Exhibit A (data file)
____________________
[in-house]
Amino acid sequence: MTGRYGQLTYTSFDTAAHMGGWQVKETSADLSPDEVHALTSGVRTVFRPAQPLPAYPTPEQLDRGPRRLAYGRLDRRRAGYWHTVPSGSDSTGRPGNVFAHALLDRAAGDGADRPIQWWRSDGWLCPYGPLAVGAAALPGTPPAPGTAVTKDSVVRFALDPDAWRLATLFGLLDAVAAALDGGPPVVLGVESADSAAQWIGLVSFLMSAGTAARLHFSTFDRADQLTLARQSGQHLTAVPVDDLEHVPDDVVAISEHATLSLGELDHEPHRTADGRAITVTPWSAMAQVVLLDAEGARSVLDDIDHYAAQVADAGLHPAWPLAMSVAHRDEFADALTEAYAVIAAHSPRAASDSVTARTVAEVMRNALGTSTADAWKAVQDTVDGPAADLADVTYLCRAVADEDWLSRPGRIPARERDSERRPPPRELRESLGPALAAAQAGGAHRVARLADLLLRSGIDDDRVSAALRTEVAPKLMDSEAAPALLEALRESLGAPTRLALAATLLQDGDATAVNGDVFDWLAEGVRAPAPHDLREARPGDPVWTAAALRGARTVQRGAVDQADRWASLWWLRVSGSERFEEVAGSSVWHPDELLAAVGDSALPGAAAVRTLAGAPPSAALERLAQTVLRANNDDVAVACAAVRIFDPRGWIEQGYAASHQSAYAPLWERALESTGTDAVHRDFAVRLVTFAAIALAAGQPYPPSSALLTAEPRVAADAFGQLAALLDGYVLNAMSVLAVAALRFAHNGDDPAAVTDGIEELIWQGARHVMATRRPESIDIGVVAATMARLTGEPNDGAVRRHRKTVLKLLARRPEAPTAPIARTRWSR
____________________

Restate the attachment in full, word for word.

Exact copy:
[in-house]
Amino acid sequence: MTGRYGQLTYTSFDTAAHMGGWQVKETSADLSPDEVHALTSGVRTVFRPAQPLPAYPTPEQLDRGPRRLAYGRLDRRRAGYWHTVPSGSDSTGRPGNVFAHALLDRAAGDGADRPIQWWRSDGWLCPYGPLAVGAAALPGTPPAPGTAVTKDSVVRFALDPDAWRLATLFGLLDAVAAALDGGPPVVLGVESADSAAQWIGLVSFLMSAGTAARLHFSTFDRADQLTLARQSGQHLTAVPVDDLEHVPDDVVAISEHATLSLGELDHEPHRTADGRAITVTPWSAMAQVVLLDAEGARSVLDDIDHYAAQVADAGLHPAWPLAMSVAHRDEFADALTEAYAVIAAHSPRAASDSVTARTVAEVMRNALGTSTADAWKAVQDTVDGPAADLADVTYLCRAVADEDWLSRPGRIPARERDSERRPPPRELRESLGPALAAAQAGGAHRVARLADLLLRSGIDDDRVSAALRTEVAPKLMDSEAAPALLEALRESLGAPTRLALAATLLQDGDATAVNGDVFDWLAEGVRAPAPHDLREARPGDPVWTAAALRGARTVQRGAVDQADRWASLWWLRVSGSERFEEVAGSSVWHPDELLAAVGDSALPGAAAVRTLAGAPPSAALERLAQTVLRANNDDVAVACAAVRIFDPRGWIEQGYAASHQSAYAPLWERALESTGTDAVHRDFAVRLVTFAAIALAAGQPYPPSSALLTAEPRVAADAFGQLAALLDGYVLNAMSVLAVAALRFAHNGDDPAAVTDGIEELIWQGARHVMATRRPESIDIGVVAATMARLTGEPNDGAVRRHRKTVLKLLARRPEAPTAPIARTRWSR